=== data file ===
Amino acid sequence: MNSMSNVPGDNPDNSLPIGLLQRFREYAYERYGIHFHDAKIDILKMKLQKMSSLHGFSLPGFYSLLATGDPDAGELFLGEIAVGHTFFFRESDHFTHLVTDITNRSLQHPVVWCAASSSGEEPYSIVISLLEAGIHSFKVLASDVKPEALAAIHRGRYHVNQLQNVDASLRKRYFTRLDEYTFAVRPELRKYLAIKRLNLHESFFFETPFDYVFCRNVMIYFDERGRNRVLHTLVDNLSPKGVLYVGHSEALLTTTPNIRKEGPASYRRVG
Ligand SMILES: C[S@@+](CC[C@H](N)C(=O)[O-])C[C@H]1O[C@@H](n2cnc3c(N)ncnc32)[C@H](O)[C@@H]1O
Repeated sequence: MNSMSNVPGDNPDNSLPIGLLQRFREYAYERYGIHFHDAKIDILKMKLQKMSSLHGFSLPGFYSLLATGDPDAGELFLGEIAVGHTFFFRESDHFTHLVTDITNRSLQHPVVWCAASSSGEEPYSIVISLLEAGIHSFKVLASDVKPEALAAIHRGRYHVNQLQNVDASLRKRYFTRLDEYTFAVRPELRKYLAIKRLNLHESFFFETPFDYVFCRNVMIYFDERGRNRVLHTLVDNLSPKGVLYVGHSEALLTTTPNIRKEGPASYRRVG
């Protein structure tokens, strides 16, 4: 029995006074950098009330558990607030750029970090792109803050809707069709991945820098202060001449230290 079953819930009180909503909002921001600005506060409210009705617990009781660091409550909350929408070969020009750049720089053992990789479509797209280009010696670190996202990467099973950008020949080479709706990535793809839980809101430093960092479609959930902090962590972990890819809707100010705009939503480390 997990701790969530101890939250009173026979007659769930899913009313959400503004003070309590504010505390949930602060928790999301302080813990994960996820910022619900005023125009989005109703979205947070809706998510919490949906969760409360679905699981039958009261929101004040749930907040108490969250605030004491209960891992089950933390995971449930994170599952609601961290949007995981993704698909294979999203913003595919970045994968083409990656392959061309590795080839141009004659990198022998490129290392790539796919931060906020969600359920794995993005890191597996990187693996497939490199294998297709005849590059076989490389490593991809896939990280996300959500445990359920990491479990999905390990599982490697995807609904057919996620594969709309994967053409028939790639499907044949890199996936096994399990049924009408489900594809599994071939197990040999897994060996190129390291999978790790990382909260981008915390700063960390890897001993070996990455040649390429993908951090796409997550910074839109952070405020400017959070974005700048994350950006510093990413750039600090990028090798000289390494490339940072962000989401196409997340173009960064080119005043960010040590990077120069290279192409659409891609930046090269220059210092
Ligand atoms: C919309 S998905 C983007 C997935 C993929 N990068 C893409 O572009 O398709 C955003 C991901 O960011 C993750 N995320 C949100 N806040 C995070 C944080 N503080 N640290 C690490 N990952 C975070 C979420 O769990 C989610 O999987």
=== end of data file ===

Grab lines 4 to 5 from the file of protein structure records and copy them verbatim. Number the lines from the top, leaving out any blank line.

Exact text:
């Protein structure tokens, strides 16, 4: 029995006074950098009330558990607030750029970090792109803050809707069709991945820098202060001449230290 079953819930009180909503909002921001600005506060409210009705617990009781660091409550909350929408070969020009750049720089053992990789479509797209280009010696670190996202990467099973950008020949080479709706990535793809839980809101430093960092479609959930902090962590972990890819809707100010705009939503480390 997990701790969530101890939250009173026979007659769930899913009313959400503004003070309590504010505390949930602060928790999301302080813990994960996820910022619900005023125009989005109703979205947070809706998510919490949906969760409360679905699981039958009261929101004040749930907040108490969250605030004491209960891992089950933390995971449930994170599952609601961290949007995981993704698909294979999203913003595919970045994968083409990656392959061309590795080839141009004659990198022998490129290392790539796919931060906020969600359920794995993005890191597996990187693996497939490199294998297709005849590059076989490389490593991809896939990280996300959500445990359920990491479990999905390990599982490697995807609904057919996620594969709309994967053409028939790639499907044949890199996936096994399990049924009408489900594809599994071939197990040999897994060996190129390291999978790790990382909260981008915390700063960390890897001993070996990455040649390429993908951090796409997550910074839109952070405020400017959070974005700048994350950006510093990413750039600090990028090798000289390494490339940072962000989401196409997340173009960064080119005043960010040590990077120069290279192409659409891609930046090269220059210092
Ligand atoms: C919309 S998905 C983007 C997935 C993929 N990068 C893409 O572009 O398709 C955003 C991901 O960011 C993750 N995320 C949100 N806040 C995070 C944080 N503080 N640290 C690490 N990952 C975070 C979420 O769990 C989610 O999987």